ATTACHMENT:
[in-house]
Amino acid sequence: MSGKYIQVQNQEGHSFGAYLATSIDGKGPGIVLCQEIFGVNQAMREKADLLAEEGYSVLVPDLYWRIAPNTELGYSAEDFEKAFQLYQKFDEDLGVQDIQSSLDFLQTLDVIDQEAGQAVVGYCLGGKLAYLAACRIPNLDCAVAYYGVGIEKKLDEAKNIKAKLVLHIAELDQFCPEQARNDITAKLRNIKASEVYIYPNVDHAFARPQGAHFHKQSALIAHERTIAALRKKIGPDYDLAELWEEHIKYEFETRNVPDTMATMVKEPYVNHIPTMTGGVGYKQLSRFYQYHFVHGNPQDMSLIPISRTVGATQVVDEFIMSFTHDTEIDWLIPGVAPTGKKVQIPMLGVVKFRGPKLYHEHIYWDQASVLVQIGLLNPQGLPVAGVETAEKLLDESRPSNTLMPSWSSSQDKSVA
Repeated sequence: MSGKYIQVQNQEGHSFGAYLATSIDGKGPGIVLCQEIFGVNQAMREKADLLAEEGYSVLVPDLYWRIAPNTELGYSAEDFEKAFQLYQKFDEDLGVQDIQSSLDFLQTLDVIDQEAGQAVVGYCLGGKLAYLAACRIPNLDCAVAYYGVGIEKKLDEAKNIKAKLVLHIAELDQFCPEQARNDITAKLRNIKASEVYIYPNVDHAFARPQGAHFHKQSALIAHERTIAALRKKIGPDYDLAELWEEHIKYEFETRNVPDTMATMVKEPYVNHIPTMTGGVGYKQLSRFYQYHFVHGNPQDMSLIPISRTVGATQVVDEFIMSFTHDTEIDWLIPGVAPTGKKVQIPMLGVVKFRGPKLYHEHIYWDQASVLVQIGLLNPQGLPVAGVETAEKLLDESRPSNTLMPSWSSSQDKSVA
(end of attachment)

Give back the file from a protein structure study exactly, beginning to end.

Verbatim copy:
[in-house]
Amino acid sequence: MSGKYIQVQNQEGHSFGAYLATSIDGKGPGIVLCQEIFGVNQAMREKADLLAEEGYSVLVPDLYWRIAPNTELGYSAEDFEKAFQLYQKFDEDLGVQDIQSSLDFLQTLDVIDQEAGQAVVGYCLGGKLAYLAACRIPNLDCAVAYYGVGIEKKLDEAKNIKAKLVLHIAELDQFCPEQARNDITAKLRNIKASEVYIYPNVDHAFARPQGAHFHKQSALIAHERTIAALRKKIGPDYDLAELWEEHIKYEFETRNVPDTMATMVKEPYVNHIPTMTGGVGYKQLSRFYQYHFVHGNPQDMSLIPISRTVGATQVVDEFIMSFTHDTEIDWLIPGVAPTGKKVQIPMLGVVKFRGPKLYHEHIYWDQASVLVQIGLLNPQGLPVAGVETAEKLLDESRPSNTLMPSWSSSQDKSVA
Repeated sequence: MSGKYIQVQNQEGHSFGAYLATSIDGKGPGIVLCQEIFGVNQAMREKADLLAEEGYSVLVPDLYWRIAPNTELGYSAEDFEKAFQLYQKFDEDLGVQDIQSSLDFLQTLDVIDQEAGQAVVGYCLGGKLAYLAACRIPNLDCAVAYYGVGIEKKLDEAKNIKAKLVLHIAELDQFCPEQARNDITAKLRNIKASEVYIYPNVDHAFARPQGAHFHKQSALIAHERTIAALRKKIGPDYDLAELWEEHIKYEFETRNVPDTMATMVKEPYVNHIPTMTGGVGYKQLSRFYQYHFVHGNPQDMSLIPISRTVGATQVVDEFIMSFTHDTEIDWLIPGVAPTGKKVQIPMLGVVKFRGPKLYHEHIYWDQASVLVQIGLLNPQGLPVAGVETAEKLLDESRPSNTLMPSWSSSQDKSVA